...Yeah, about that...

According to IMDb, Sev Kardeşim is a remake of the Frank Capra movie You Can't Take It With You. Now at first I was disbelieving about this, as 'warm and idealistic relative of heartless businessman falls in love with a woman whose quirky home and/or family is being threatened by said tycoon' is a super common plot, to the point where I barely need to even stretch my arm from where I sit to grab my DVD of the Love Bug movies, the second of which is exactly like that, to a tee. So case closed, these two movies simply have similar stories, as do a hundred others. All sorted!...Well, until I read You Can't Take It With You's wikipedia page anyway. Yeah, Sev Kardeşim is totally a ripoff. Well, let's be generous and keep saying remake...

Sev Kardeşim isn't a great movie, and its ending is more than enough to sink it, but it has its good qualities too. Hülya Koçyigit is a super adorable and plucky lead, the whole proto-Laverne and Shirley aesthetic is great, and it's overall harmless...

Before I Hang (1940)

A scientist on death row tries to save his life by injecting himself with a serum made from the blood of a homicidal maniac! How's that for a horror concept! Certainly made me laugh, and made me want to watch the film immediately. How could that synopsis not immediately draw you in?...

'Mercy killer' Dr. John Garth has been sentenced to death for euthanizing a terminal patient, and the man is despondent at not being able to continue his potentially life saving research. He's given a chance by the sympathetic warden however, to spend his final weeks working on his project, with the help of the prison doctor. The tests seem to be a success, and Garth desperately tries it on himself before his execution, not realizing his sentence has been commuted to life imprisonment. The serum works wonders on the doctor, rejuvenating his older body, but he learns too late the error he made using the blood of a madman for the process...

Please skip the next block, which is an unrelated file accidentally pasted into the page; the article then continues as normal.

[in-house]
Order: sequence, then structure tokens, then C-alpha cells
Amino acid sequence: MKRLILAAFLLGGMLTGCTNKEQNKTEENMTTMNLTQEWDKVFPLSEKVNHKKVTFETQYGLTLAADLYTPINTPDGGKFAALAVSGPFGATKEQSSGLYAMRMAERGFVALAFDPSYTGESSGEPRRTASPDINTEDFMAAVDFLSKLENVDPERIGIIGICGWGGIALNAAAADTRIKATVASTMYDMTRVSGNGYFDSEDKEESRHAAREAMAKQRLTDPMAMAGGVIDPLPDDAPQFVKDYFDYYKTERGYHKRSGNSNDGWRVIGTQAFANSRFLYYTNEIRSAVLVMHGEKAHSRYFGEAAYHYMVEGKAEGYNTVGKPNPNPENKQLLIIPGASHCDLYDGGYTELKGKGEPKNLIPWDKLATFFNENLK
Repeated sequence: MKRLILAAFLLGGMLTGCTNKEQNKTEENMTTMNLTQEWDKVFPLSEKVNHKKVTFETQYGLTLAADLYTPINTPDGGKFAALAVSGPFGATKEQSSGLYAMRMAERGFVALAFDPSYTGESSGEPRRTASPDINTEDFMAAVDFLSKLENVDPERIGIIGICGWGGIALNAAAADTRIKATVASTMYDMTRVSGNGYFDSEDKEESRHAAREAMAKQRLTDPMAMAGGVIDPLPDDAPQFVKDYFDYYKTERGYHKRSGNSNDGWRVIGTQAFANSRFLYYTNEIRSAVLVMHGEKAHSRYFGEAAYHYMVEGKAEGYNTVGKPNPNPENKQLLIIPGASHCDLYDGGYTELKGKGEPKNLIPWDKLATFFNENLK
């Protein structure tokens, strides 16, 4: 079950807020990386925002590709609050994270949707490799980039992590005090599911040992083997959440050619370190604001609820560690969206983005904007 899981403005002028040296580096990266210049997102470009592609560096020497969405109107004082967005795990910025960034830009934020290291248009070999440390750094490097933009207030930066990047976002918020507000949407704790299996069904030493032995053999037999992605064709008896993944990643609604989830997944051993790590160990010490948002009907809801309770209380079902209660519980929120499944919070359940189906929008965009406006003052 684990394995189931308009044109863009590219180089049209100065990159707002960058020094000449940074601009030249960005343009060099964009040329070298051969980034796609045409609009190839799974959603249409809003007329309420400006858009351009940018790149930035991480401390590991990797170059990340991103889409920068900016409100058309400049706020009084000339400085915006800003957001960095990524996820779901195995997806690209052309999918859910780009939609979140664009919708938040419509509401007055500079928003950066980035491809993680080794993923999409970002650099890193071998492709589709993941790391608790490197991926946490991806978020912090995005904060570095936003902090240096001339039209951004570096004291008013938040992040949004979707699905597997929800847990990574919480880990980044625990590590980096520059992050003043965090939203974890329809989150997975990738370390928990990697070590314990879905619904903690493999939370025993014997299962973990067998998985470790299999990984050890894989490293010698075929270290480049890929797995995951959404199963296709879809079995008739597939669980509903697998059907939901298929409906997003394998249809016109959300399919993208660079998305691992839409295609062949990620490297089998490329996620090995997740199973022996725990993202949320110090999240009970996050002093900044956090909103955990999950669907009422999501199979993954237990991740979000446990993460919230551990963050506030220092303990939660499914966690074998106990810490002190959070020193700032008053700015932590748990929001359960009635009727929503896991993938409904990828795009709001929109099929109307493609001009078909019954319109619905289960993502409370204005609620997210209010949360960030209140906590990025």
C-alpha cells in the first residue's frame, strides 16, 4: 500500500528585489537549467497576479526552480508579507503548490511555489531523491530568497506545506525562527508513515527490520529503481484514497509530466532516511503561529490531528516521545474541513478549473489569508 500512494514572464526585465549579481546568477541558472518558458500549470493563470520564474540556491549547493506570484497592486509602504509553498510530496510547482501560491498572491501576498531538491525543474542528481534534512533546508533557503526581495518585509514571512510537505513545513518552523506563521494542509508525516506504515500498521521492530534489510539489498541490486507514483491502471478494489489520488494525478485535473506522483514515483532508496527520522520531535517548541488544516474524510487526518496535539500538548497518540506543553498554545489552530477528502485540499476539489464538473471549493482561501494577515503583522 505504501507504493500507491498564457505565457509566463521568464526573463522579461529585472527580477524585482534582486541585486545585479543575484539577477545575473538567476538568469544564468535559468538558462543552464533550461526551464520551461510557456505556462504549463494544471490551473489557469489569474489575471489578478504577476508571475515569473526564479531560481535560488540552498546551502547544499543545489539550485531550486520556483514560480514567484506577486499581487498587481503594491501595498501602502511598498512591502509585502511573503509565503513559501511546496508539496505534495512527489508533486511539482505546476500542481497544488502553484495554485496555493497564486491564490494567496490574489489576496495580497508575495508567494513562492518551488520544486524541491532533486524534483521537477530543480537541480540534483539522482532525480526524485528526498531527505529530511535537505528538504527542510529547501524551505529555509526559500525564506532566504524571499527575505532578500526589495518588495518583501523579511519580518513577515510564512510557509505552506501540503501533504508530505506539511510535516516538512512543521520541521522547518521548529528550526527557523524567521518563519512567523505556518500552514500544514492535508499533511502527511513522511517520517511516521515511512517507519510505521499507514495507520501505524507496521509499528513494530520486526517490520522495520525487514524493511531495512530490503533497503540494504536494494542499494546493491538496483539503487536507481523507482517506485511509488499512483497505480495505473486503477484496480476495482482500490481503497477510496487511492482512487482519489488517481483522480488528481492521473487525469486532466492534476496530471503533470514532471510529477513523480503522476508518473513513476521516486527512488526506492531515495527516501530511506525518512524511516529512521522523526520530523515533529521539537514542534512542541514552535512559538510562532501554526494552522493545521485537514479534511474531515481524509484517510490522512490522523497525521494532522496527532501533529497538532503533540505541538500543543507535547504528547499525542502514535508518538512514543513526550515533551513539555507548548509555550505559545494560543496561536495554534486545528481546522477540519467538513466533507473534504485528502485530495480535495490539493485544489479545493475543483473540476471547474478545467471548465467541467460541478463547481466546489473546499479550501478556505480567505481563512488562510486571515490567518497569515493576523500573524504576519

Before I Hang is an interestingly paced horror film in that nothing horrific happens in the first third.   more concerned with setting up its characters and plot, and only when an inciting event kicks things into gear do murdernanigans start a'brewing. Then, as if to make up for the lack of action, Karloff racks up a sizable murder count pretty quickly, including the lurking prison guard who I at first thought would be the murderer that Garth and co. get the crazy-blood from, then thought might be a decoy protagonist, taking up the role of the hero once Dr. Garth goes crazy! That'd certainly be an interestingly unexpected direction, and he certainly puts up quite a fight, but he ends up as victim No. 2.